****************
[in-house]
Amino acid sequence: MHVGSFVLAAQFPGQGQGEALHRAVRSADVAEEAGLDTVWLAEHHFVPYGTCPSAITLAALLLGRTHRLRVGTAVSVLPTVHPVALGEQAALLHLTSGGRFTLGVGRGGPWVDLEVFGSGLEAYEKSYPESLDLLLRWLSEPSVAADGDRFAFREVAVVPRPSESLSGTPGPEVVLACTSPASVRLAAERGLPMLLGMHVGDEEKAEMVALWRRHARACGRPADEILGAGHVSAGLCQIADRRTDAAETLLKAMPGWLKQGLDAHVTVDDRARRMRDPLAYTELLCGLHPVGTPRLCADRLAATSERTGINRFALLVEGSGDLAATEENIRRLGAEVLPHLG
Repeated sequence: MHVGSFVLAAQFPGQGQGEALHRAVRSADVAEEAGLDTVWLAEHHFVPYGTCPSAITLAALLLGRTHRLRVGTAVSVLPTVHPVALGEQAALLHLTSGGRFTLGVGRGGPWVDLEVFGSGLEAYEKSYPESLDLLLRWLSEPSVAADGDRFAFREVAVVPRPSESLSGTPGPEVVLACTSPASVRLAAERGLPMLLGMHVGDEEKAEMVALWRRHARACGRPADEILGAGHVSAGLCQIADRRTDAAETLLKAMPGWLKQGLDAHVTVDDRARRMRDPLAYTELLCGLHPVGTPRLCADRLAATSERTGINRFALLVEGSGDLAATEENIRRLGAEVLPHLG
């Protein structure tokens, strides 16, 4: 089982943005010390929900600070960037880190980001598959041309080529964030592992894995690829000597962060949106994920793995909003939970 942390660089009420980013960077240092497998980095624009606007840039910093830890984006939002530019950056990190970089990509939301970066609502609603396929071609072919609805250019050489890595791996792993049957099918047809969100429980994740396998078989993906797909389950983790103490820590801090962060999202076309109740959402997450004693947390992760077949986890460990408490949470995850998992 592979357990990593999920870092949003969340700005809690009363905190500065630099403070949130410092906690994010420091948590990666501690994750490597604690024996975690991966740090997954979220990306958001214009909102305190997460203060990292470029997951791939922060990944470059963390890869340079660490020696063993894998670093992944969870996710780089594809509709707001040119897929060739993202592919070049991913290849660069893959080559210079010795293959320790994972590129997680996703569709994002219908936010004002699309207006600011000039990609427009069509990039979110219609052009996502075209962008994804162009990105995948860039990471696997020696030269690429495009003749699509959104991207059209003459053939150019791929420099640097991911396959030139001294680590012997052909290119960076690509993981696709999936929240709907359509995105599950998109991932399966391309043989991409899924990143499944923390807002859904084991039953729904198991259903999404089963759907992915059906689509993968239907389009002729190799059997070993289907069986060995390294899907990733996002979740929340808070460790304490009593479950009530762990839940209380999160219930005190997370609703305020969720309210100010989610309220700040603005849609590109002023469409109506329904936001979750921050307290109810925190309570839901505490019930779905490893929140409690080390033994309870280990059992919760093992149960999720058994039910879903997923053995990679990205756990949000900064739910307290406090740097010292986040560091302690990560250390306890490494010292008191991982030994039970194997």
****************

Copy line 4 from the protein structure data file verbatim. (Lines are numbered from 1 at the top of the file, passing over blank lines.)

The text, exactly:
């Protein structure tokens, strides 16, 4: 089982943005010390929900600070960037880190980001598959041309080529964030592992894995690829000597962060949106994920793995909003939970 942390660089009420980013960077240092497998980095624009606007840039910093830890984006939002530019950056990190970089990509939301970066609502609603396929071609072919609805250019050489890595791996792993049957099918047809969100429980994740396998078989993906797909389950983790103490820590801090962060999202076309109740959402997450004693947390992760077949986890460990408490949470995850998992 592979357990990593999920870092949003969340700005809690009363905190500065630099403070949130410092906690994010420091948590990666501690994750490597604690024996975690991966740090997954979220990306958001214009909102305190997460203060990292470029997951791939922060990944470059963390890869340079660490020696063993894998670093992944969870996710780089594809509709707001040119897929060739993202592919070049991913290849660069893959080559210079010795293959320790994972590129997680996703569709994002219908936010004002699309207006600011000039990609427009069509990039979110219609052009996502075209962008994804162009990105995948860039990471696997020696030269690429495009003749699509959104991207059209003459053939150019791929420099640097991911396959030139001294680590012997052909290119960076690509993981696709999936929240709907359509995105599950998109991932399966391309043989991409899924990143499944923390807002859904084991039953729904198991259903999404089963759907992915059906689509993968239907389009002729190799059997070993289907069986060995390294899907990733996002979740929340808070460790304490009593479950009530762990839940209380999160219930005190997370609703305020969720309210100010989610309220700040603005849609590109002023469409109506329904936001979750921050307290109810925190309570839901505490019930779905490893929140409690080390033994309870280990059992919760093992149960999720058994039910879903997923053995990679990205756990949000900064739910307290406090740097010292986040560091302690990560250390306890490494010292008191991982030994039970194997």